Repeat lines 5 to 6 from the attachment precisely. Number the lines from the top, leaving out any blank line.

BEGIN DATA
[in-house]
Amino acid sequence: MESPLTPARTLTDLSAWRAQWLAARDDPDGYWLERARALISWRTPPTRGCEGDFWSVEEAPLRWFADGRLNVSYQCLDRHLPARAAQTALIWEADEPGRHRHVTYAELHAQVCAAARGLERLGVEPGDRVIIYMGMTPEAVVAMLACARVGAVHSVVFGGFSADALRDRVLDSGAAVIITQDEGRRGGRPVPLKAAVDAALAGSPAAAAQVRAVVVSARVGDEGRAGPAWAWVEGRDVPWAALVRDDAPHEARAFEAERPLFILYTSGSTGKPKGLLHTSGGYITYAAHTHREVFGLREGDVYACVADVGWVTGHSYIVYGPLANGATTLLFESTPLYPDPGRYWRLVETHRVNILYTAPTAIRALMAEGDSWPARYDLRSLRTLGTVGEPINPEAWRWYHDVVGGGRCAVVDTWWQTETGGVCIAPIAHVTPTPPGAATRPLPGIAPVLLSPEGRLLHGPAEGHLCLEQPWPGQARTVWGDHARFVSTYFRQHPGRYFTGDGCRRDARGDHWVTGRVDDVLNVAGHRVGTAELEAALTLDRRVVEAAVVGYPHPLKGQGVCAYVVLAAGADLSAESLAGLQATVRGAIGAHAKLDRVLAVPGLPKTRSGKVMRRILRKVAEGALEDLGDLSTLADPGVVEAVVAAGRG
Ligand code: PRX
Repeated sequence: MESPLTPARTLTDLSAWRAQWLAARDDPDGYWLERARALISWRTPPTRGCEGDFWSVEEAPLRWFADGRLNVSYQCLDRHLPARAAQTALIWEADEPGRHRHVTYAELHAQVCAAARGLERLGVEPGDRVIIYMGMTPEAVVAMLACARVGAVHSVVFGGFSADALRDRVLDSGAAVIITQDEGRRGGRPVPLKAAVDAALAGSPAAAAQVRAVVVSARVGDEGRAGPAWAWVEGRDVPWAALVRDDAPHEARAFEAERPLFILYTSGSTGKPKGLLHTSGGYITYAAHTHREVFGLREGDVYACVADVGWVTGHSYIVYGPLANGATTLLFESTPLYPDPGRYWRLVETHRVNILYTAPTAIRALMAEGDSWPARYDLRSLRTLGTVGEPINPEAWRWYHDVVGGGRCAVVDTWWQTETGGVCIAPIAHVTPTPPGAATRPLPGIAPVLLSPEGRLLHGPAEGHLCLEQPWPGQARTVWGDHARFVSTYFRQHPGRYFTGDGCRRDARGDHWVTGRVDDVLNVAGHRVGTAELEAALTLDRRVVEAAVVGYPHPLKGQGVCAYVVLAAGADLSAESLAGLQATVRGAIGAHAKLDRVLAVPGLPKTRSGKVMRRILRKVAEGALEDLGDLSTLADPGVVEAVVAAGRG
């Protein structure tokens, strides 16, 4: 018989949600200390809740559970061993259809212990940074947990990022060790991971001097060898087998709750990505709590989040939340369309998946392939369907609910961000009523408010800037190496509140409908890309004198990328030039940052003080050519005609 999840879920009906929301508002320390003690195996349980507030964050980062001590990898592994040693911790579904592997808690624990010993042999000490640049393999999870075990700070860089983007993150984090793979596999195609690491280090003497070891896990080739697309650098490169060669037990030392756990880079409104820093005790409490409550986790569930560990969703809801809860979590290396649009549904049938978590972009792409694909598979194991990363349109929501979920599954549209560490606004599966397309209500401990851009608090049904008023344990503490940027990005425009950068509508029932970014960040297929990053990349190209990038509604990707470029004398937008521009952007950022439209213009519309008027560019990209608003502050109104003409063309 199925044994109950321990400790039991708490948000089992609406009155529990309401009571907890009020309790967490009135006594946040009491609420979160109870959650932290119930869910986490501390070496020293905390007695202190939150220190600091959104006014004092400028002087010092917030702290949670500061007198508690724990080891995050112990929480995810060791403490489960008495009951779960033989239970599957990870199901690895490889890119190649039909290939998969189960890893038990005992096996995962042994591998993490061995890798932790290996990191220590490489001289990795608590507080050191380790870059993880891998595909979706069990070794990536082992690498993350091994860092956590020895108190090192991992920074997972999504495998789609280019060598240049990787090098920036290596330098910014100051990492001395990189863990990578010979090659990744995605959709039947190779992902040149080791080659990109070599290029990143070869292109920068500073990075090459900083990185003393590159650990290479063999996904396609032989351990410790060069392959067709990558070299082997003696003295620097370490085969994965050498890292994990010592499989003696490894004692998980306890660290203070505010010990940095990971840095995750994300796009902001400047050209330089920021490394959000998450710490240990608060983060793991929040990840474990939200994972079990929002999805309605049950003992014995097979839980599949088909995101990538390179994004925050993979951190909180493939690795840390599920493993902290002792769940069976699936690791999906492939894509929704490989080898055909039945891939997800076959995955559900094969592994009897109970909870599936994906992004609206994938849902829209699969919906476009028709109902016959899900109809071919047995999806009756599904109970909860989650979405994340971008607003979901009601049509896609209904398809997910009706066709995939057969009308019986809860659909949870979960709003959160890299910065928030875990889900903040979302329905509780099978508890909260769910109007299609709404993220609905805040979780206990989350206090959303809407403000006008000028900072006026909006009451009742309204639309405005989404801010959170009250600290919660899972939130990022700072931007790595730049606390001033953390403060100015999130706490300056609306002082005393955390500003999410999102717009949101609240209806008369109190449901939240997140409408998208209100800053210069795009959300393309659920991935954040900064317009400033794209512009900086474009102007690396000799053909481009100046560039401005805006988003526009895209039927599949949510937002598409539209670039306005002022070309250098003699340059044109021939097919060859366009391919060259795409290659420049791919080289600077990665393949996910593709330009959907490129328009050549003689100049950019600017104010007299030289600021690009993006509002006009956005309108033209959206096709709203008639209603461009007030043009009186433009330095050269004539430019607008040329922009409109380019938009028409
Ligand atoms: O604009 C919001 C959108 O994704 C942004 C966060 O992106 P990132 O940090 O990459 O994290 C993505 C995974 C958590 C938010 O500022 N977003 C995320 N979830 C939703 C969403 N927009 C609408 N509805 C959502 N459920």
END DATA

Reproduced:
């Protein structure tokens, strides 16, 4: 018989949600200390809740559970061993259809212990940074947990990022060790991971001097060898087998709750990505709590989040939340369309998946392939369907609910961000009523408010800037190496509140409908890309004198990328030039940052003080050519005609 999840879920009906929301508002320390003690195996349980507030964050980062001590990898592994040693911790579904592997808690624990010993042999000490640049393999999870075990700070860089983007993150984090793979596999195609690491280090003497070891896990080739697309650098490169060669037990030392756990880079409104820093005790409490409550986790569930560990969703809801809860979590290396649009549904049938978590972009792409694909598979194991990363349109929501979920599954549209560490606004599966397309209500401990851009608090049904008023344990503490940027990005425009950068509508029932970014960040297929990053990349190209990038509604990707470029004398937008521009952007950022439209213009519309008027560019990209608003502050109104003409063309 199925044994109950321990400790039991708490948000089992609406009155529990309401009571907890009020309790967490009135006594946040009491609420979160109870959650932290119930869910986490501390070496020293905390007695202190939150220190600091959104006014004092400028002087010092917030702290949670500061007198508690724990080891995050112990929480995810060791403490489960008495009951779960033989239970599957990870199901690895490889890119190649039909290939998969189960890893038990005992096996995962042994591998993490061995890798932790290996990191220590490489001289990795608590507080050191380790870059993880891998595909979706069990070794990536082992690498993350091994860092956590020895108190090192991992920074997972999504495998789609280019060598240049990787090098920036290596330098910014100051990492001395990189863990990578010979090659990744995605959709039947190779992902040149080791080659990109070599290029990143070869292109920068500073990075090459900083990185003393590159650990290479063999996904396609032989351990410790060069392959067709990558070299082997003696003295620097370490085969994965050498890292994990010592499989003696490894004692998980306890660290203070505010010990940095990971840095995750994300796009902001400047050209330089920021490394959000998450710490240990608060983060793991929040990840474990939200994972079990929002999805309605049950003992014995097979839980599949088909995101990538390179994004925050993979951190909180493939690795840390599920493993902290002792769940069976699936690791999906492939894509929704490989080898055909039945891939997800076959995955559900094969592994009897109970909870599936994906992004609206994938849902829209699969919906476009028709109902016959899900109809071919047995999806009756599904109970909860989650979405994340971008607003979901009601049509896609209904398809997910009706066709995939057969009308019986809860659909949870979960709003959160890299910065928030875990889900903040979302329905509780099978508890909260769910109007299609709404993220609905805040979780206990989350206090959303809407403000006008000028900072006026909006009451009742309204639309405005989404801010959170009250600290919660899972939130990022700072931007790595730049606390001033953390403060100015999130706490300056609306002082005393955390500003999410999102717009949101609240209806008369109190449901939240997140409408998208209100800053210069795009959300393309659920991935954040900064317009400033794209512009900086474009102007690396000799053909481009100046560039401005805006988003526009895209039927599949949510937002598409539209670039306005002022070309250098003699340059044109021939097919060859366009391919060259795409290659420049791919080289600077990665393949996910593709330009959907490129328009050549003689100049950019600017104010007299030289600021690009993006509002006009956005309108033209959206096709709203008639209603461009007030043009009186433009330095050269004539430019607008040329922009409109380019938009028409
Ligand atoms: O604009 C919001 C959108 O994704 C942004 C966060 O992106 P990132 O940090 O990459 O994290 C993505 C995974 C958590 C938010 O500022 N977003 C995320 N979830 C939703 C969403 N927009 C609408 N509805 C959502 N459920």